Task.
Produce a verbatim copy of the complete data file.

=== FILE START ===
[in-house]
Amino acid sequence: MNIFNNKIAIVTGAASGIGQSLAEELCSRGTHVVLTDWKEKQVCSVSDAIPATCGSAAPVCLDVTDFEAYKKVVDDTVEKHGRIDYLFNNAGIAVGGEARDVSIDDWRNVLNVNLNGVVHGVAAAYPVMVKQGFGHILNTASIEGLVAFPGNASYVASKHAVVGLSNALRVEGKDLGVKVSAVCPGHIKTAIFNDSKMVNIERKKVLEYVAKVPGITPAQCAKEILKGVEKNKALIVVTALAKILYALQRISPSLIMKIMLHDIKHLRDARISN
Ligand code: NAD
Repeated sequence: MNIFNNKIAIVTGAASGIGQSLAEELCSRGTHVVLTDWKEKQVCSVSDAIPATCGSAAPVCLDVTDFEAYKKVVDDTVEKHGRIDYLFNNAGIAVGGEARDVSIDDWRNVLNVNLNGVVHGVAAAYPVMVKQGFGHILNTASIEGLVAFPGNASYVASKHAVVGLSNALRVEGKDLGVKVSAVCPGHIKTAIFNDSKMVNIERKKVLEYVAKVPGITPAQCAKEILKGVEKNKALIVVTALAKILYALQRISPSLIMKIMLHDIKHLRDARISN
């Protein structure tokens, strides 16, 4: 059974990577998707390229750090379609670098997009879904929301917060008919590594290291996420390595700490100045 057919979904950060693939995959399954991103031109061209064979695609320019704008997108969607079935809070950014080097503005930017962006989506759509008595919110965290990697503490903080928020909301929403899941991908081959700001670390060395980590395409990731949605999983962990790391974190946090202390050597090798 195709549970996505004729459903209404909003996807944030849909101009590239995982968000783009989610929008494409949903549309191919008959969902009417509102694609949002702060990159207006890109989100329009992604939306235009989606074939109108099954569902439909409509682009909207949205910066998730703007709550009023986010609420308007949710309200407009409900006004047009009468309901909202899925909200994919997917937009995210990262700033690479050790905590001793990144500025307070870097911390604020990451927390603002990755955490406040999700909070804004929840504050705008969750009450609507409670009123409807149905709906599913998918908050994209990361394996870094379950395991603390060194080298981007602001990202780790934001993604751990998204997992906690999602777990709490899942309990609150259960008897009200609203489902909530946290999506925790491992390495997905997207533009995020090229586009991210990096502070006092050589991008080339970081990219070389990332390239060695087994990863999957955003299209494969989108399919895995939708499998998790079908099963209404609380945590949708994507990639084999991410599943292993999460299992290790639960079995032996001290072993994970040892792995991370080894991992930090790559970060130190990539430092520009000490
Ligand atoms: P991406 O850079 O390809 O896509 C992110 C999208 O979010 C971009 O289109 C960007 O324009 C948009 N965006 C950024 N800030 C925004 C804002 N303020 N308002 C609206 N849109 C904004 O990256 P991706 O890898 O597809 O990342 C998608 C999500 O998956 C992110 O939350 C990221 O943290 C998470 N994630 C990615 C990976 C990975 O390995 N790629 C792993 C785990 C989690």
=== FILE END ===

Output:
[in-house]
Amino acid sequence: MNIFNNKIAIVTGAASGIGQSLAEELCSRGTHVVLTDWKEKQVCSVSDAIPATCGSAAPVCLDVTDFEAYKKVVDDTVEKHGRIDYLFNNAGIAVGGEARDVSIDDWRNVLNVNLNGVVHGVAAAYPVMVKQGFGHILNTASIEGLVAFPGNASYVASKHAVVGLSNALRVEGKDLGVKVSAVCPGHIKTAIFNDSKMVNIERKKVLEYVAKVPGITPAQCAKEILKGVEKNKALIVVTALAKILYALQRISPSLIMKIMLHDIKHLRDARISN
Ligand code: NAD
Repeated sequence: MNIFNNKIAIVTGAASGIGQSLAEELCSRGTHVVLTDWKEKQVCSVSDAIPATCGSAAPVCLDVTDFEAYKKVVDDTVEKHGRIDYLFNNAGIAVGGEARDVSIDDWRNVLNVNLNGVVHGVAAAYPVMVKQGFGHILNTASIEGLVAFPGNASYVASKHAVVGLSNALRVEGKDLGVKVSAVCPGHIKTAIFNDSKMVNIERKKVLEYVAKVPGITPAQCAKEILKGVEKNKALIVVTALAKILYALQRISPSLIMKIMLHDIKHLRDARISN
């Protein structure tokens, strides 16, 4: 059974990577998707390229750090379609670098997009879904929301917060008919590594290291996420390595700490100045 057919979904950060693939995959399954991103031109061209064979695609320019704008997108969607079935809070950014080097503005930017962006989506759509008595919110965290990697503490903080928020909301929403899941991908081959700001670390060395980590395409990731949605999983962990790391974190946090202390050597090798 195709549970996505004729459903209404909003996807944030849909101009590239995982968000783009989610929008494409949903549309191919008959969902009417509102694609949002702060990159207006890109989100329009992604939306235009989606074939109108099954569902439909409509682009909207949205910066998730703007709550009023986010609420308007949710309200407009409900006004047009009468309901909202899925909200994919997917937009995210990262700033690479050790905590001793990144500025307070870097911390604020990451927390603002990755955490406040999700909070804004929840504050705008969750009450609507409670009123409807149905709906599913998918908050994209990361394996870094379950395991603390060194080298981007602001990202780790934001993604751990998204997992906690999602777990709490899942309990609150259960008897009200609203489902909530946290999506925790491992390495997905997207533009995020090229586009991210990096502070006092050589991008080339970081990219070389990332390239060695087994990863999957955003299209494969989108399919895995939708499998998790079908099963209404609380945590949708994507990639084999991410599943292993999460299992290790639960079995032996001290072993994970040892792995991370080894991992930090790559970060130190990539430092520009000490
Ligand atoms: P991406 O850079 O390809 O896509 C992110 C999208 O979010 C971009 O289109 C960007 O324009 C948009 N965006 C950024 N800030 C925004 C804002 N303020 N308002 C609206 N849109 C904004 O990256 P991706 O890898 O597809 O990342 C998608 C999500 O998956 C992110 O939350 C990221 O943290 C998470 N994630 C990615 C990976 C990975 O390995 N790629 C792993 C785990 C989690």